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An invitation sent out on Tuesday by T-Mobile asks the media to gather next week to see the first phone built on the Android mobile platform, but will also pit Apple and Google against each other — if reluctantly.
While little else is contained in the release itself, a string of leaks have essentially spoiled the carrier's plans in advance and imply a direct competitor to the iPhone and other full-touchscreen cellphones.
Once known as the HTC Dream, the device to eventually be called the G1 under T-Mobile has actually been in the public eye in Google demonstrations almost since Android's public unveiling last year. The device has garnered attention through photos and other leaks for the sheer number of features claimed to be under its wing: on top of its touchscreen, the display will slide out like Danger's Sidekick to expose a full keyboard and carry a BlackBerry-like trackball.
As is increasingly becoming the norm for user-friendly smartphones, the G1 is also reputedly packed with features. Some reports have the inaugural Android handset launching T-Mobile's 3G network on a national level, while numerous sources have also pegged GPS navigation, a tilt sensor and Wi-Fi to the device.
T-Mobile's invitation to journalists for the Android event. | Image credits: Gearlog.
Just hours before T-Mobile's invite hit the wires, the Wall Street Journal went so far as to claim sources that reported a late-October release for the HTC-made Android phone, tentatively removing one of the last pieces of the puzzle for the special announcement.
Whatever hardware is showcased at the high-profile occasion, it's likely to be the software that creates the most tension. The touchscreen version of Android has been been compared repeatedly to the iPhone despite significant alterations over its ten months of public appearances and even included the introduction of a close parallel to the iPhone's App Store known as Android Market.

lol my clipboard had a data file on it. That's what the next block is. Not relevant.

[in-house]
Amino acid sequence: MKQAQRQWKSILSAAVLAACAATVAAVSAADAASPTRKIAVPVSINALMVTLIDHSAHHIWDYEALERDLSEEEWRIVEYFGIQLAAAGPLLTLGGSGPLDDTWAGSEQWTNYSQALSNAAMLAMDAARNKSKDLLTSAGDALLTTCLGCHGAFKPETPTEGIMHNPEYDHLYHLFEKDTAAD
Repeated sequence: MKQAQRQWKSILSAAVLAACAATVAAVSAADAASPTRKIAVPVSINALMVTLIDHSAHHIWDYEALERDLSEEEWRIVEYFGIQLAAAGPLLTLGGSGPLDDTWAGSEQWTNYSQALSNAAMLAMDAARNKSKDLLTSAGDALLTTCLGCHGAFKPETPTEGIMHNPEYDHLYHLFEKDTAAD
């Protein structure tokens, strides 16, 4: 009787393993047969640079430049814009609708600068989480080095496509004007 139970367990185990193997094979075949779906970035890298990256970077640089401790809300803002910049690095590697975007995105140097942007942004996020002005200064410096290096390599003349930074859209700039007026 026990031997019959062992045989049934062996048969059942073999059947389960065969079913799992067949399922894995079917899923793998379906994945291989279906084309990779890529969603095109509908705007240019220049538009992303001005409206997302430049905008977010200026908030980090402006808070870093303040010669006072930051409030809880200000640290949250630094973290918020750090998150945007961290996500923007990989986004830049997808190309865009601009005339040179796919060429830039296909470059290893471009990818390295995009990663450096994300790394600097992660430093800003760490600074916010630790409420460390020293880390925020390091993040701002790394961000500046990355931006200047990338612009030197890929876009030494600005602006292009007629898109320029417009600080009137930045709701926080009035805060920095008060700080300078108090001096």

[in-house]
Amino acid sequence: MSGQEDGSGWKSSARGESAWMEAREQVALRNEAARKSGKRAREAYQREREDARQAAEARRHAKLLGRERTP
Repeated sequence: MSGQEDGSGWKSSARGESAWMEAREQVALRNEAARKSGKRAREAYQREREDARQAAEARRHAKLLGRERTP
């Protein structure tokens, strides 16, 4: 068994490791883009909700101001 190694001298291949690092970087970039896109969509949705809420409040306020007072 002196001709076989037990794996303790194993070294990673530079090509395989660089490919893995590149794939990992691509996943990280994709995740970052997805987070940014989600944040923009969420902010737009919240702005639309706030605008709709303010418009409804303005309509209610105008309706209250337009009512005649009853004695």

Most differences in code have instead been a matter of policy. Where Apple has imposed a non-disclosure agreement on iPhone developers, limited their hardware access and pulled apps from the App Store for controversial reasons such as competition, Google has insisted on a primarily open-source approach that takes its hands off of much of the development process; developers can not only share code but are even allowed to access components that would normally be off-limits, such as the phone dialer.
And though Apple and Google are ostensibly close allies that share software technology, the tensions created by Android have also had a small impact in Apple's board room, with Google chief and Apple board member Eric Schmidt having to leave meetings as the company discusses iPhone plans that might conflict with Android's strategy.
Still, the Mountain View, Calif.-based search giant has been confident enough to demo a virtually complete Android on a G1 at a London developer meetup just a week before T-Mobile's event and argued that the quality and accessibility of Android apps would carry the day even if hardware is the same, particularly against legacy smartphone platforms such as Windows Mobile.
An excerpt of that demo is available to watch below.